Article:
I tried to get a product price matched with AO. Firstly they include the delivery in the price match which is bollocks and secondly when I pushed the issue with the operator he refused to communicate with me. I will try to avoid them where possible. Good Guys are ok to deal with in person even if they are not the cheapest.

Maya123 3:34 pm 11 Feb 15

rosscoact said :

breda said :

rossco, the thing is that I never went near a showroom to buy my TV (which I am very happy with). The whole thing – sussing out models and prices, looking at reviews etc, was done online. While there probably are people who go to a shop to look at products, I can’t understand why they bother.

The exception might be something like a lounge suite, or a bed, which you might want to try IRL before buying. But especially for things like appliances, why would you bother shlepping round the shops?

I’m the same with most big items but things like clothes and shoes are good to try on if possible.

Yes, especially shoes. I have enough trouble finding shoes that fit well when trying them on, that I would never consider ordering them online.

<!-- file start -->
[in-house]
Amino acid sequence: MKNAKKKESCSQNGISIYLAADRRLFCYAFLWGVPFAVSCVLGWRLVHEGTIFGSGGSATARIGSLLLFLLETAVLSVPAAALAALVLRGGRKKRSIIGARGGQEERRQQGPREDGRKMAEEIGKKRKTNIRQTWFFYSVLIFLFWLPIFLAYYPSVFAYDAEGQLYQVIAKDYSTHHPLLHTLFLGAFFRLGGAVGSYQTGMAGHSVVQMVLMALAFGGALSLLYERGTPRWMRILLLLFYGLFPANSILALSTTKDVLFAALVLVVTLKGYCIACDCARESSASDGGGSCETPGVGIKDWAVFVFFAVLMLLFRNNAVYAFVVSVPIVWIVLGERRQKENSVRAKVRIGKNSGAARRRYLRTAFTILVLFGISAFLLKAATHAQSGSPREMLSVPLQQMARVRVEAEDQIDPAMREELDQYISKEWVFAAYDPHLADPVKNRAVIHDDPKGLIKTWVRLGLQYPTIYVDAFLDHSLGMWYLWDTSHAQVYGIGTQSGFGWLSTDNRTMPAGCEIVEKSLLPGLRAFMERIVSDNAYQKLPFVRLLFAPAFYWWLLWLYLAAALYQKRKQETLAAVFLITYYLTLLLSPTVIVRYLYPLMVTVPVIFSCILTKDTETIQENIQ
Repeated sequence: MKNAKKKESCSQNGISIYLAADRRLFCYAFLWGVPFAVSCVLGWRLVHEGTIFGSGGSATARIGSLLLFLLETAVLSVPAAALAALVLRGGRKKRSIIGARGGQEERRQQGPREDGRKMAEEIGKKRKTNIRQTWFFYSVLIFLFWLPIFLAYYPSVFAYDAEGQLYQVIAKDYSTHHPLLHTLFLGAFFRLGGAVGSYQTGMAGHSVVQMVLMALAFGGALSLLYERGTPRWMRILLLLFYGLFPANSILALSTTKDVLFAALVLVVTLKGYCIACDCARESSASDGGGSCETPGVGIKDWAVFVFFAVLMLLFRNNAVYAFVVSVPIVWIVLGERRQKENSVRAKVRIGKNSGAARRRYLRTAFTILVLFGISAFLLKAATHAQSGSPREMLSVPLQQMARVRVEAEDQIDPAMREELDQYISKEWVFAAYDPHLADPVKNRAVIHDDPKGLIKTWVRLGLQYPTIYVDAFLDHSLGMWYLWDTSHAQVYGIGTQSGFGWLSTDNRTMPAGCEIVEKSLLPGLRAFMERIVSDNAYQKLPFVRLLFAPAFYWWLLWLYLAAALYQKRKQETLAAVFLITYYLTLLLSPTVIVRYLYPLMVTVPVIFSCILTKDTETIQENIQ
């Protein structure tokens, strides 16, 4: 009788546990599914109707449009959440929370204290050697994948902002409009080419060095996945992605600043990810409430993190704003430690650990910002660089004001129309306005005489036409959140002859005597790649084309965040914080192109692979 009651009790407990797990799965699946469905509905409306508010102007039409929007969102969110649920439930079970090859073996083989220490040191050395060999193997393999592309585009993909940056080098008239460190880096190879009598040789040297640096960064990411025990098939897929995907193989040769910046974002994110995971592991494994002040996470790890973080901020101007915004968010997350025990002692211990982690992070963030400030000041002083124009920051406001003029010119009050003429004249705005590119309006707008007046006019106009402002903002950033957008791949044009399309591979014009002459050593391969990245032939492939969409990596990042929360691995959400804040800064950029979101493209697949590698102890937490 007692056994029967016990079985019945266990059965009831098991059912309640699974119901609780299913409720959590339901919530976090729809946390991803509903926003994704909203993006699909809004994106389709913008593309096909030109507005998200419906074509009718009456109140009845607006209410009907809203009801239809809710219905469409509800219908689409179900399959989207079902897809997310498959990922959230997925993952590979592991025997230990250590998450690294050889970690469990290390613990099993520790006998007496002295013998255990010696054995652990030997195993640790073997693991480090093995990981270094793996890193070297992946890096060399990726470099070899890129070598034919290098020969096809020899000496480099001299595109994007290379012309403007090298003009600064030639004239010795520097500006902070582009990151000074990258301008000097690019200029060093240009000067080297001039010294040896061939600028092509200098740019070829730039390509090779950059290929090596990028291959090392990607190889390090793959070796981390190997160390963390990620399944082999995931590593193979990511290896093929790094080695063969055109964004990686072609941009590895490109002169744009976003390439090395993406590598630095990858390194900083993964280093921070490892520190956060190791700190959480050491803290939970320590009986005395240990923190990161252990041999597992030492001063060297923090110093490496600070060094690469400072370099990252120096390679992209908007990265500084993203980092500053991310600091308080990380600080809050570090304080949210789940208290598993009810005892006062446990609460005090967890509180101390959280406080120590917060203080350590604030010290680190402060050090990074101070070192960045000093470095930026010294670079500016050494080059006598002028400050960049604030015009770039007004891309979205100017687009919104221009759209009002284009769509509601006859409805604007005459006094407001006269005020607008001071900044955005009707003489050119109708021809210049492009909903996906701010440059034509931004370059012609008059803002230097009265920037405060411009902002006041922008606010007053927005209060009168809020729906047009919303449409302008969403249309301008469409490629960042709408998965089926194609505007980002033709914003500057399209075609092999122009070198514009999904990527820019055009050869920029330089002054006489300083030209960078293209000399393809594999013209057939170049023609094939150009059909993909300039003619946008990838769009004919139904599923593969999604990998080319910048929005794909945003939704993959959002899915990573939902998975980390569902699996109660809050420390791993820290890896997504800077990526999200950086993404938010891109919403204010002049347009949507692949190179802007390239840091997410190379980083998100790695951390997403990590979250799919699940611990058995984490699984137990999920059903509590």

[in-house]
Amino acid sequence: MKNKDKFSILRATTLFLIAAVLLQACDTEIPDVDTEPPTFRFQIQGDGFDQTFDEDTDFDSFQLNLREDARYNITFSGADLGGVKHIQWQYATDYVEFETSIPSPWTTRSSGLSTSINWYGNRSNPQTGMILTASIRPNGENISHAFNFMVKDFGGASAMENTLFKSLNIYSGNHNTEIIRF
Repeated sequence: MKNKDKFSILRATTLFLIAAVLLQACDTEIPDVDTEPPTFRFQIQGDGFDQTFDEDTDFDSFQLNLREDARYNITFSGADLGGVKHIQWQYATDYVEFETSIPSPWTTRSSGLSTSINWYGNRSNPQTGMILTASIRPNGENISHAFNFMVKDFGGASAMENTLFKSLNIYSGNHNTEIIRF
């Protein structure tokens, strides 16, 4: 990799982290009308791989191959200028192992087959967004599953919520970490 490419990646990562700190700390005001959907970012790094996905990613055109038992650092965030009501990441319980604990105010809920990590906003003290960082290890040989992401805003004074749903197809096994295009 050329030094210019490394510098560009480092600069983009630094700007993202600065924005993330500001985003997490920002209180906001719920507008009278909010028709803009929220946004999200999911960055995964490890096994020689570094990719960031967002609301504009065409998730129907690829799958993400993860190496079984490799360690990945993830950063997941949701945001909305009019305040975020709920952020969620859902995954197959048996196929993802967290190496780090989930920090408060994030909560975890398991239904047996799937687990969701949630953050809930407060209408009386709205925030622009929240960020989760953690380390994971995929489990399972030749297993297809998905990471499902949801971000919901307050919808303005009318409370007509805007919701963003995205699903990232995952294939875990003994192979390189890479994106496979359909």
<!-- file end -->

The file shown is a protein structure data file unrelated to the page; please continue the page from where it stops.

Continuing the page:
rosscoact 2:36 pm 11 Feb 15

breda said :

rossco, the thing is that I never went near a showroom to buy my TV (which I am very happy with). The whole thing – sussing out models and prices, looking at reviews etc, was done online. While there probably are people who go to a shop to look at products, I can’t understand why they bother.

The exception might be something like a lounge suite, or a bed, which you might want to try IRL before buying. But especially for things like appliances, why would you bother shlepping round the shops?

I’m the same with most big items but things like clothes and shoes are good to try on if possible.

Grimm 1:34 pm 11 Feb 15

rosscoact said :

Thats true, I’ve bought every appliance in for the past few years from Appliances online, great customer service.

Have done the same thing. Appliances Online are great to deal with and MUCH cheaper than local retailers.

A couple of years ago I was looking for a new fridge. Got it from Appliances Online for just over $1000 less than any local retailer could do. Delivery was also either free or stupidly cheap, and it comes all the way from sydney by the ext business day usually.. Local retailers wanted around 100 bucks to deliver it literally 10 minutes up the road, and I would have to wait a week or more. Really no competition. Have bought a bunch of stuff from them since.